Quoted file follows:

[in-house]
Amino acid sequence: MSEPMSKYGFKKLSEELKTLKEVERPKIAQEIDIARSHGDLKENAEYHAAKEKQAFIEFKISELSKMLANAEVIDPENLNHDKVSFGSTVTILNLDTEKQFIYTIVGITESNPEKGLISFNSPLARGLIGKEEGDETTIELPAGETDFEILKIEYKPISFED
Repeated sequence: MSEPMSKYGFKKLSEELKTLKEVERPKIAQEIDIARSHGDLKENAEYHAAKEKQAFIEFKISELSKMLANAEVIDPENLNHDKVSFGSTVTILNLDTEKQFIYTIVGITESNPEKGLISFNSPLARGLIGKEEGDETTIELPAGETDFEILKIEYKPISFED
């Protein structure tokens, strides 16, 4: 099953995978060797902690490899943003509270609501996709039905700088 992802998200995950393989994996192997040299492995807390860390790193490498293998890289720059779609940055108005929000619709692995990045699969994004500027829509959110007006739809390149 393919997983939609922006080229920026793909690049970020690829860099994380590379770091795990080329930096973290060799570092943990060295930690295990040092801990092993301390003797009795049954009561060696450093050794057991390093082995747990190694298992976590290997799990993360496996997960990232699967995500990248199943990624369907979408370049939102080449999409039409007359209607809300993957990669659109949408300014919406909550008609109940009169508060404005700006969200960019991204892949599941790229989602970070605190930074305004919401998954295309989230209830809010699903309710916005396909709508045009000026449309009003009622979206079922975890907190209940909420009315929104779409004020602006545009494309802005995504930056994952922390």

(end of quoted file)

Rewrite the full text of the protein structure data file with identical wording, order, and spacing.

[in-house]
Amino acid sequence: MSEPMSKYGFKKLSEELKTLKEVERPKIAQEIDIARSHGDLKENAEYHAAKEKQAFIEFKISELSKMLANAEVIDPENLNHDKVSFGSTVTILNLDTEKQFIYTIVGITESNPEKGLISFNSPLARGLIGKEEGDETTIELPAGETDFEILKIEYKPISFED
Repeated sequence: MSEPMSKYGFKKLSEELKTLKEVERPKIAQEIDIARSHGDLKENAEYHAAKEKQAFIEFKISELSKMLANAEVIDPENLNHDKVSFGSTVTILNLDTEKQFIYTIVGITESNPEKGLISFNSPLARGLIGKEEGDETTIELPAGETDFEILKIEYKPISFED
């Protein structure tokens, strides 16, 4: 099953995978060797902690490899943003509270609501996709039905700088 992802998200995950393989994996192997040299492995807390860390790193490498293998890289720059779609940055108005929000619709692995990045699969994004500027829509959110007006739809390149 393919997983939609922006080229920026793909690049970020690829860099994380590379770091795990080329930096973290060799570092943990060295930690295990040092801990092993301390003797009795049954009561060696450093050794057991390093082995747990190694298992976590290997799990993360496996997960990232699967995500990248199943990624369907979408370049939102080449999409039409007359209607809300993957990669659109949408300014919406909550008609109940009169508060404005700006969200960019991204892949599941790229989602970070605190930074305004919401998954295309989230209830809010699903309710916005396909709508045009000026449309009003009622979206079922975890907190209940909420009315929104779409004020602006545009494309802005995504930056994952922390």